Category Archives: Food

Animal’s Daily Former Vegan News

Make sure to check out Part Five of my History of Bolt Guns series over at Glibertarians!

A nut from Finland has become marginally less nutty.  She still has a long ways to go.  Excerpt:

Early last year, Virpi Mikkonen was alarmed by the appearance of a rash on her face.

There were other problems: a bout of flu that was hard to shift; crumbling nails; feeling low; and, most worrying, her periods stopped. A blood test revealed her follicle-stimulating hormone (FSH) levels had sky-rocketed to the level at which women hit the menopause. Virpi was 37 and having hot flushes.

‘I thought, what’s wrong with me? I am healthy, I exercise,’ Virpi says. ‘I was really scared.’

At the time, Virpi believed herself to be eating the healthiest of all diets: gluten-free, grain-free, dairy-free, meat-free, refined sugar-free. And what’s more, she’d built a career inspiring others to eat it, too.

But then this happened:

‘I felt I had run out of fuel, totally,’ she says. ‘I was empty.’ She is now particularly fond of bone broth, a bone stock she has as a hot drink or adds to stews and soups. She’s also eating eggs, which is a major departure because she used to refer to them as ‘miscarriages of chickens’.

The effects have been dramatic. ‘It’s amazing. I feel energetic, motivated. I’m sleeping better, the hot flushes and aching in my body have stopped.’ Best of all, her periods have returned. She was so relieved she danced round her flat. ‘I thought, OK, now I am back on track.’

Here’s the funny bit:

Virpi has yet to tell her followers the whole story, though recently posted about yin deficiency and ‘burn-out’. Her reluctance is more out of wanting to find the right time to bare her heart than fear of receiving irate messages, but she admits: ‘Vegans can be really judgmental.’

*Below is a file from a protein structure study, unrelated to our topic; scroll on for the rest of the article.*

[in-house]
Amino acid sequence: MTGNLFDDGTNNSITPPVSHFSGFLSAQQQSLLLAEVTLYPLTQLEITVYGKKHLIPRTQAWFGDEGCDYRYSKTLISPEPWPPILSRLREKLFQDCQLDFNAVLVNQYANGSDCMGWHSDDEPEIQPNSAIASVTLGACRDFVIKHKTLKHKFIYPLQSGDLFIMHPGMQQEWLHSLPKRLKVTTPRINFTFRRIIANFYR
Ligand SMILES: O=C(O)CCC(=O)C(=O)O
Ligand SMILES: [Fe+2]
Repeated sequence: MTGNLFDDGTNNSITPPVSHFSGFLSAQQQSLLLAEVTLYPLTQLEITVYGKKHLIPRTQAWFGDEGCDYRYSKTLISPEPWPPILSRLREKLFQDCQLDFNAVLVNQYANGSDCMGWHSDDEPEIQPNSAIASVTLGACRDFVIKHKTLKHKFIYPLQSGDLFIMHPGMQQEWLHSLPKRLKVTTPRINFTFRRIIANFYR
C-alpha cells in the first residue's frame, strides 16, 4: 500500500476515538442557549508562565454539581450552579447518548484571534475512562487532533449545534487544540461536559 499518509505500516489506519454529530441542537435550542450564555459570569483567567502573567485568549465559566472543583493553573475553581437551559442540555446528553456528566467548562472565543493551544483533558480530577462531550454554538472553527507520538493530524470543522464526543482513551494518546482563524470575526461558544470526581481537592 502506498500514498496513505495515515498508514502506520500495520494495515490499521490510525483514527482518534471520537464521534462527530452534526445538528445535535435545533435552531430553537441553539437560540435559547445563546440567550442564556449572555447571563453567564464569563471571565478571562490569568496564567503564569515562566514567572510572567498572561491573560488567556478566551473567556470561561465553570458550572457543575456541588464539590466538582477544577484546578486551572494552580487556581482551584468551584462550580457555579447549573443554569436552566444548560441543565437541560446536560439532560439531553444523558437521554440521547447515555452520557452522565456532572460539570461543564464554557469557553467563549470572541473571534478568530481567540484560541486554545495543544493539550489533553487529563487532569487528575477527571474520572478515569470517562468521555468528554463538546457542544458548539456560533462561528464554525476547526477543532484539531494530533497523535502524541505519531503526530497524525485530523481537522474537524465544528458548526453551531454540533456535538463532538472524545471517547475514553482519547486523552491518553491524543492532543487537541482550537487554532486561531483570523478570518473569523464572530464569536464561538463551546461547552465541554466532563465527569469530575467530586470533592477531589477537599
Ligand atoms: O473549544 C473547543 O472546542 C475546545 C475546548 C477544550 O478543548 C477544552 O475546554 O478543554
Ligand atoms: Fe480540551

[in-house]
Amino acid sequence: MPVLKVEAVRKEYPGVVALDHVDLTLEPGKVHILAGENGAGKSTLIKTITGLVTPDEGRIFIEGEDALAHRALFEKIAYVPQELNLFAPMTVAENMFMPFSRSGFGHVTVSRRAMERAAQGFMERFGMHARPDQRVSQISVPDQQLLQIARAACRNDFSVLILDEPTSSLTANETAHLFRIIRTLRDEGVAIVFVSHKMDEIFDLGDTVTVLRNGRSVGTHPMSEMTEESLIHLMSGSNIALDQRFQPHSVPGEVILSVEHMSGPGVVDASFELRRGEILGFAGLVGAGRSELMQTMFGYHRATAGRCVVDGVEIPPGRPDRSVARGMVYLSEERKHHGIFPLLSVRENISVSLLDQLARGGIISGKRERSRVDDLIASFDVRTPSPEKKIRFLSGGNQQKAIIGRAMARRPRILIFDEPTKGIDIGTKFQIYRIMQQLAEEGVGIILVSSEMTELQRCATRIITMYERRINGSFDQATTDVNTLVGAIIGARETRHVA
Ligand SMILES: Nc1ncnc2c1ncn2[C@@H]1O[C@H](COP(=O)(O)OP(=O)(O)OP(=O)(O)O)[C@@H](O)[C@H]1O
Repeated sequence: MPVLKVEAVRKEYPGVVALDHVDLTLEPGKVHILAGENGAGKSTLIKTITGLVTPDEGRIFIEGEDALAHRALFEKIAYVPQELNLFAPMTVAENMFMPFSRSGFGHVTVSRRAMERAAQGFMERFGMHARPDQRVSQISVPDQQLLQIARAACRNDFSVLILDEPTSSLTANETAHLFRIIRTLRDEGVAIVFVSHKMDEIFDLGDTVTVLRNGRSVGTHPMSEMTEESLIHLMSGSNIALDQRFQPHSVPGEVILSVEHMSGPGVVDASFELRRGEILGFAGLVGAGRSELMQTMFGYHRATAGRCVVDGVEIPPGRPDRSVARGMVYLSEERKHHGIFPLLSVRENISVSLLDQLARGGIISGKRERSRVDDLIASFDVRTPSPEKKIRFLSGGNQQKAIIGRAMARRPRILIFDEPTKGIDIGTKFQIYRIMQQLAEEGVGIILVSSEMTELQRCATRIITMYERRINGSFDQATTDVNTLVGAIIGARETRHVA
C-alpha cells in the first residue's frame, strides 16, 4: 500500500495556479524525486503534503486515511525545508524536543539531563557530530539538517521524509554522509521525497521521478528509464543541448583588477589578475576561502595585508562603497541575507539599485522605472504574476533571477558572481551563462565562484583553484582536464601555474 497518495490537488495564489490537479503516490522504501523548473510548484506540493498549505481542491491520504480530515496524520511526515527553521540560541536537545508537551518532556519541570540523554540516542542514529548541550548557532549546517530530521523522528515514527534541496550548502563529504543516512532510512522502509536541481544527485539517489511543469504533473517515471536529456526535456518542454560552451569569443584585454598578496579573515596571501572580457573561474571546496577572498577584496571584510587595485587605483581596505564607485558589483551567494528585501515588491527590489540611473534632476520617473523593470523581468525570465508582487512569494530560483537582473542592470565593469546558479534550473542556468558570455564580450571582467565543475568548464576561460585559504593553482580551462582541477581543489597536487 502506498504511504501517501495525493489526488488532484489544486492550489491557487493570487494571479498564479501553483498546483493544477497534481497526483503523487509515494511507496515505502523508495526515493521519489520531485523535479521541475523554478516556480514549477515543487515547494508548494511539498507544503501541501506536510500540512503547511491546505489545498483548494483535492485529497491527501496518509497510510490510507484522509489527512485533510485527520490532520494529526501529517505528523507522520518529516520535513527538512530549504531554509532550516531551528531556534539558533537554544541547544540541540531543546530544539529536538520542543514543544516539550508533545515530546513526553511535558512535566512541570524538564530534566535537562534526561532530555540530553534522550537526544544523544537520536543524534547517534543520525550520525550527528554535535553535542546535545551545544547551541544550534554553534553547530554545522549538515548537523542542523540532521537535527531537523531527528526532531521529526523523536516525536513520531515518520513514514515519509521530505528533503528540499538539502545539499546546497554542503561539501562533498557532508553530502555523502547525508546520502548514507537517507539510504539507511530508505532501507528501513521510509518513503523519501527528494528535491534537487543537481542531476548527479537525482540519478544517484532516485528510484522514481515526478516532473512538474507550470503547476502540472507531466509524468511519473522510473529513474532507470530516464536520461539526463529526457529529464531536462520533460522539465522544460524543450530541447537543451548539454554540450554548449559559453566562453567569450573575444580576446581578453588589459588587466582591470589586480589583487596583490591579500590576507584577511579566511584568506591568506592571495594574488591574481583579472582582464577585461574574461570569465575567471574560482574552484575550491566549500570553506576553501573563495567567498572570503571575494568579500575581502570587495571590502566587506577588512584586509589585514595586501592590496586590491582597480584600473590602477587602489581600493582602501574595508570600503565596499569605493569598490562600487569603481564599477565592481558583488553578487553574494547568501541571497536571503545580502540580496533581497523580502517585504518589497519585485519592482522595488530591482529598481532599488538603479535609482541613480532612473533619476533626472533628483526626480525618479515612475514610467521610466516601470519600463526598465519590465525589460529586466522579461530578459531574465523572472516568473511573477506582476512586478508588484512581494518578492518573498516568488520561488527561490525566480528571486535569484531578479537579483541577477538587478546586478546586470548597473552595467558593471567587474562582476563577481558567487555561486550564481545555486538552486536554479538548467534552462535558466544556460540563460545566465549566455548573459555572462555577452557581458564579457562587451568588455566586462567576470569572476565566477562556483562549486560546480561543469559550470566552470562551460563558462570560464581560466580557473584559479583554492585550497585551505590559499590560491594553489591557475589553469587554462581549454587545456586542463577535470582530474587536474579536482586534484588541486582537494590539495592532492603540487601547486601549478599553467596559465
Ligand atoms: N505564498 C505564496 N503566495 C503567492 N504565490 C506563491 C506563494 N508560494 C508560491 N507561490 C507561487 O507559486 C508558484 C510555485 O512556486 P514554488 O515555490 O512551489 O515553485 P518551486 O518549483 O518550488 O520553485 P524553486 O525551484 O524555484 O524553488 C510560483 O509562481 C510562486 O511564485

First up:  There’s no such thing as “yin deficiency.”  That’s utter horseshit, and if you read the entire article – do NOT read the comments if you value your blood pressure – you’ll see she believes in all manner of New Age-y horseshit.

But she’s dead right about “vegans” being judgemental.  If she hasn’t received outright threats on her life or well-being, I’d be pretty damn surprised.  The “ethical vegan” community contains plenty of folks who are not just judgemental, they’re outright fanatics.  Their worst examples are the nuts of the so-called Animal Liberation Front, who have been classed as a domestic terror group.  Fortunately there aren’t very many of them.

Were I to give Ms. Mikkonen any advice, it would be “eat whatever you see fit and shut up about it.”  But apparently she’s making a good living peddling New Age-y horseshit.  And, presumably, it’s worth whatever heat she’s taking for being a “vegan” apostate.

Animal’s Hump Day News

Güten Buckel-Tag!

Like a good cheeseburger?  Lasagna?  Wine and cheese?  Any of the various foods that include or use cheese in any of its many and varied forms?

Well, here’s one you may not have heard of:  Moose cheese.  Yes, really.  Excerpt:

Moose-milking can’t be easy. Perhaps that’s why moose milk cheese can set a buyer back as much as $500 per pound, making it one of the most expensive cheeses in the world (it’s still not nearly as expensive as pule, a donkey milk cheese from Serbia). But for those with a druthers for dairy, The Elk House (Europeans call their moose “elk”) in Bjurholm, Sweden, makes four varieties of the pricey product, all thanks to three moose sisters.

The House farm’s three milk-producing mavens—Gullan, Haelga, and Juno—lactate only from May through the end of September. Coaxing the five liters of milk from each moose per day takes a delicate hand and calm demeanor, which leads to the product’s prestige and price. The Johanssons, who own the farm, make four varieties from the high-protein milk: soft, white mold cheese (similar to Camembert), creamy blue cheese, dried blue cheese, and feta. The latter, which gets preserved in a neutral vegetable oil, is the Elk House’s bestseller.

Wow.  Just… wow.

Actually, being open to most culinary adventures (and having the beltline to prove it) I’d be open to trying moose cheese.  I’ve had goat cheese and found it unappealing.  But moose cheese is enough different that I’d be willing to have a go, especially since the price it commands seems to indicate that demand well outstrips supply; that’s usually a sign that consumers find that product appealing.

Unavailable for comment.

Still.  Moose (or, as they are known in Europe, elk) are big, powerful and frequently fractious animals.  With their long legs and heavy splayed hooves, they can deliver a powerful kick.  And milking a big quadruped puts the milker in the ideal position to get kicked.  One wonders where the Johanssons found three moose (elk) cows tame enough for the job.

Whatever the story, I’m glad that the price of the product evidently makes their labors worthwhile.